doesn’t wax his apples before storing them in bins. “Our apples look like they come off the tree,” he says. Harvest time is frequent for a boutique greenhouse grower situated on more than 100 acres of land just north of Leamington. Orangeline Farms | Zing! Health Forward is a member of Essex County’s large greenhouse fruit and vegetable industry. “The enclosed growing environment gives us greater control over the health of the crop and purity of the products our customers bring home to their families,” says Duffy Kniaziew, whose family owns the business. “For example, the windows (vents) of our greenhouses are fully screened (just like residential homes) which creates a barrier to keep pests and disease out of our greenhouse,” Kniaziew says. “Further, we use natural rain water as our principle source of plant nutrition, which is collected from our roof before it ever has a chance to touch the ground,” he adds. “We currently grow over 60 different varieties of our signature ZING! peppers,

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Fourth-generation Simpsons carry on the fruit-growing tradition started in 1921 in Simpson Orchards.

along with our ZING! European Runner Beans and ZING! Super sweet Strawberries and are always on the lookout for new and exciting healthy products,” Kniaziew says. “We are very fortunate to have loyal local customers who purchase our products from our on-site, refrigerated kiosk as well health-conscious consumers in Canada and the U.S.” Founded by two medical professionals, Dr. Richard and Pauline Kniaziew, Orangeline Farms | Zing! Health Forward encourages nutritious eating with useful, fun information about eating fruit and vegetables at “We also work to incorporate various healthrelated activities in and around the farm, as well

as promote healthy lifestyles,” Kniaziew says. “We wear fitness trackers and ride bikes during work! We used to talk about the weather; now that we have fitness trackers, it’s about how many steps we did that day.” 

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Leo Guilbeault, a local grain farmer surrounded by skids of seed.


Utility ofGrain

glass of Canadian Club whisky distilled in Windsor and a tanker of biofuel produced in GreenField Ethanol’s Chatham facility both started as corn growing on Essex County farms. These facts often surprise people who drive past a field but have no idea of the crop’s destination or end purpose. Growing grains is not like growing tomatoes or apples, when people can immediately eat the harvest as is. “Our crops get to the consumer through grain-fed steaks and other means,” says Leo Guilbeault, a local grain farmer. He and his family grow corn, soybeans and wheat on rotation on approximately 2,000 acres forming a triangle of farms in St. Joachim, Stoney Point and Comber. Essex County’s flattish terrain typically makes it simpler to plant and harvest crops than Ontario’s hillier regions. “We’re blessed in a way,” Guilbeault observes. Come harvest, much of his grains are handled through an agricultural co-operative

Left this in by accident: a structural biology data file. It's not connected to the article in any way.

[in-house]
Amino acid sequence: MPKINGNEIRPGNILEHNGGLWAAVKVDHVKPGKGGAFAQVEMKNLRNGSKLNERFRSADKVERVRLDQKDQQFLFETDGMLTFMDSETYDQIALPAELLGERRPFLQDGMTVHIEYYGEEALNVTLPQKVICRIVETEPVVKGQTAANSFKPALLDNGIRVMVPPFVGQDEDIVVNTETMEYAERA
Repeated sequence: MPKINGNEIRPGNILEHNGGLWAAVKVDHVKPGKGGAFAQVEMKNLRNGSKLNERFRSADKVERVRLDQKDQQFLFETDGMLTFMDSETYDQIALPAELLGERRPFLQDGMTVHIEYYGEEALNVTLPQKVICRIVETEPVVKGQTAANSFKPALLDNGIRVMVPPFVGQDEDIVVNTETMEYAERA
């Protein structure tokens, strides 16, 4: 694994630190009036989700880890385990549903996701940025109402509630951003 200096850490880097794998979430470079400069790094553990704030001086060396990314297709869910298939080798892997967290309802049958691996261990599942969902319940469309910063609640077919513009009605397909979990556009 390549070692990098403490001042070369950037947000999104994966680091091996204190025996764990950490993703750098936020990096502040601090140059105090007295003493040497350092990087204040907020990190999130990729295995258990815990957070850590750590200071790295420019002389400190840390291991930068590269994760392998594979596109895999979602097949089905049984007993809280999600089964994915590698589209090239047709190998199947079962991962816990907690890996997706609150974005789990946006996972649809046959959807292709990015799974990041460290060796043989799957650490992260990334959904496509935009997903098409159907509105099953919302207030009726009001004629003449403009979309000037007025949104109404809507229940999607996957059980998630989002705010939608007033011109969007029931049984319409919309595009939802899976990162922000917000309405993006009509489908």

elevator system that sells to the cattle and hog food market. Hiram Walker, which produces Canadian Club whisky, and GreenField Ethanol are also “two major markets for corn in Essex County,” Guilbeault notes. One-third of his soybeans are “identity preserved” and shipped to Asia, eventually consumed by people enjoying them as bean sprouts and tofu. The remaining two-thirds are Roundup Ready soybeans sent to Windsor-based Archer Daniels Midland Company and processed for soybean oil. The bi-product is turned into meal to feed cattle, hogs and chickens. “Ontario mills use 60 per cent of wheat grown in the province and the rest gets exported. For us, being so close to the border, it’s easier to ship stateside.” Essex County grain also makes its way to Tecumseh, where Chana Food Products grinds durum, hard red and soft white wheat, corn, spelt, kamut, chickpeas, rice, rye and

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Owners of Chana Food Products, Ajit Chana with his son Jagir and brother Sewa.

buckwheat at its mill. “My father and uncle as children used to operate a flour mill back home in northern India,” says Jagir Chana, controller of the family business. In 1979, the brothers opened a tool shop in Tecumseh, building special purpose machines, tooling and gauges. When the economy was shaky in 2008, they decided to diversify and incorporate what they originally knew. Chana Food Products was established on the premises and Sartaj Stone Ground Flours was launched. Drawing on extensive mechanical experience, “we have a proprietary way of dressing the mill stones,” Chana says. Instead of traditional waterwheels, large electric motors drive the wheels. When all four big mill stones are in operation, the rated milling capacity is one metric ton per hour. Purchasing grain from local farmers and larger providers, the company cleans and mills it into stone ground, whole grain flour. “We feel the stone milling produces a more nutritious flour with more micronutrients because you’re not heating up the grain,” Chana explains. 

Come join all the fun at the

Sept 30 & Oct 1, 2017 Held at Colasanti’s Tropical Gardens in Ruthven

• Saturday Breakfast • Parade • Sunday Car Show • Non-Stop Entertainment • Over 100 craft and food booths Farmer’s Market.

Proceeds Benefit visit us on Facebook call 519-776-6483, ext 246 For more details visit:


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Claudio Adragna whose father Gaspare started commercially fishing on Lake Erie’s north shore in 1967.

Local Meats